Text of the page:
In crazy markets, the sanest investors are the hardest hit.

    Traditionally markets embraced and then wrung out the crazies on a seven-year cycle. The Fed’s impulse to protect us by propping up markets has likely delayed, but not prevented, the next cataclysmic reckoning.

  1. The best informed and best-resourced professionals cannot assemble star portfolios consistently. Morningstar can’t. Litman Gregory couldn’t. FundX can’t, consistently.

    I can’t. In all likelihood, you can’t. So stop obsessing about it.

You can make good decisions which strengthen your financial prospects. We’ve consistently argued that it’s a simple four-step process:

  1. Determine your goals and resources. Why are you investing? When will you need the money? Reasonable goals might be having enough ready cash to get by for several months if you had no income, a college savings portfolio that might allow your child to graduate with under $20,000 in debt (depending on who’s calculating it, the average undergraduate college debt is $30,000-40,000 with an average monthly payment of $400 for a decade), or a retirement portfolio that could replace half of your current income.
  2. Set up a strategic plan: an allocation that gives you the best chance of getting there. In general, investing more than 50% of your portfolio in risk assets (aka stocks) or more than 0.1% of your portfolio in damned silly trinkets (cryptocurrencies, NTFs, fractional ownership of fine art, blank check SPACs) is a bad idea unless your willingness to stick with a losing investment spans a period of decades. We’re not making this up. There are 300+ stock funds that took more than ten years to recover from their worst stumble.
  3. Set up a tactical plan: a limited number of funds and ETFs to bring the strategic plan to life. Our criteria have always been the same: managers who’ve proved themselves across a variety of market conditions, whose strategy makes enough sense that you can explain it to your spouse, a profound risk consciousness, and a deep personal investment in the funds they offer.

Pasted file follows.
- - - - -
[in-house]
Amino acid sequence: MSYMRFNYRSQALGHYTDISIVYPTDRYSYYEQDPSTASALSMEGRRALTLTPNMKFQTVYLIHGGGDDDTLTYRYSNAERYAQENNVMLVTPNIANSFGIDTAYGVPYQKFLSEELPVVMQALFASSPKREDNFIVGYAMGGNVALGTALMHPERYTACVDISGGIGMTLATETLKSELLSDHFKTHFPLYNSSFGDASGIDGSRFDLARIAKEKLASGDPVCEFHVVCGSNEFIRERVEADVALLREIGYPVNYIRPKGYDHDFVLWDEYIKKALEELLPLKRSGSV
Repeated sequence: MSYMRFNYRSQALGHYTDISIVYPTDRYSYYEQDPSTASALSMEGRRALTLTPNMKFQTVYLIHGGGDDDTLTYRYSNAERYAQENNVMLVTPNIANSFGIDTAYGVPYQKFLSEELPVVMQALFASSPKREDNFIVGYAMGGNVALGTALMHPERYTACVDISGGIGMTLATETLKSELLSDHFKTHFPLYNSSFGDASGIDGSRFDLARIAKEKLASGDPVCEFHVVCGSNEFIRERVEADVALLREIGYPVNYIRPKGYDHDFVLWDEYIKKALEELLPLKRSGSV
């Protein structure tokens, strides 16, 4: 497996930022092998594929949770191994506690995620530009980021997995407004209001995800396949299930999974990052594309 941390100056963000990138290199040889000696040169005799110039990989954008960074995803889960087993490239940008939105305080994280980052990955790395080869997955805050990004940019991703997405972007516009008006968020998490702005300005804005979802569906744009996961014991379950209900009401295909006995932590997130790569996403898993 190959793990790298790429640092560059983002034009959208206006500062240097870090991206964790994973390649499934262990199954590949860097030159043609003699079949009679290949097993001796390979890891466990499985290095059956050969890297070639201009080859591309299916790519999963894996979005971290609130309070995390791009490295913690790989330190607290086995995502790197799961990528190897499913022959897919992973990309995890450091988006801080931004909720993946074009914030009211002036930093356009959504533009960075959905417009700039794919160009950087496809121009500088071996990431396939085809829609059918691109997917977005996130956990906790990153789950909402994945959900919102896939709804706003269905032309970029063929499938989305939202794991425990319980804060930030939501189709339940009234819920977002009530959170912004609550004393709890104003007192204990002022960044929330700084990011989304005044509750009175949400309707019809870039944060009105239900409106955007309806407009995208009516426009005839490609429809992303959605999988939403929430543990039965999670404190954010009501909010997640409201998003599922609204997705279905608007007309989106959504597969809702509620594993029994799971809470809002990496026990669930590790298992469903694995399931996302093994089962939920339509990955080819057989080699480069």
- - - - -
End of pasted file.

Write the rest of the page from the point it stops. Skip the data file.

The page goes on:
4. Fund your plan automatically. The traditional set-aside for retirement was 10% of your income; my college’s consultants claim that any reasonable chance of success requires something closer to 20%. No one will ever do that if it takes an act of will on the 1st of each month. An automatic investing plan saves you.
  5. Go enjoy life. After all, isn’t that the purpose of the money? To make a good life possible, not to become your life. Read a book (15-30 minutes a day thwarts both dementia and depression!). Get in the habit of starting each day with a bit of coffee and a bit of journaling. Say something nice to the first person you see, every day. Spend as much time as humanly possible away from screens and with nature … or friends, pets, children, community.

And when you do, thank Morningstar for helping you think more clearly about it all!

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About David Snowball

David Snowball, PhD (Massachusetts). Cofounder, lead writer. David is a Professor of Communication Studies at Augustana College, Rock Island, Illinois, a nationally-recognized college of the liberal arts and sciences, founded in 1860. For a quarter century, David competed in academic debate and coached college debate teams to over 1500 individual victories and 50 tournament championships. When he retired from that research-intensive endeavor, his interest turned to researching fund investing and fund communication strategies. He served as the closing moderator of Brill’s Mutual Funds Interactive (a Forbes “Best of the Web” site), was the Senior Fund Analyst at FundAlarm and author of over 120 fund profiles. David lives in Davenport, Iowa, and spends an amazing amount of time ferrying his son, Will, to baseball tryouts, baseball lessons, baseball practices, baseball games … and social gatherings with young ladies who seem unnervingly interested in him.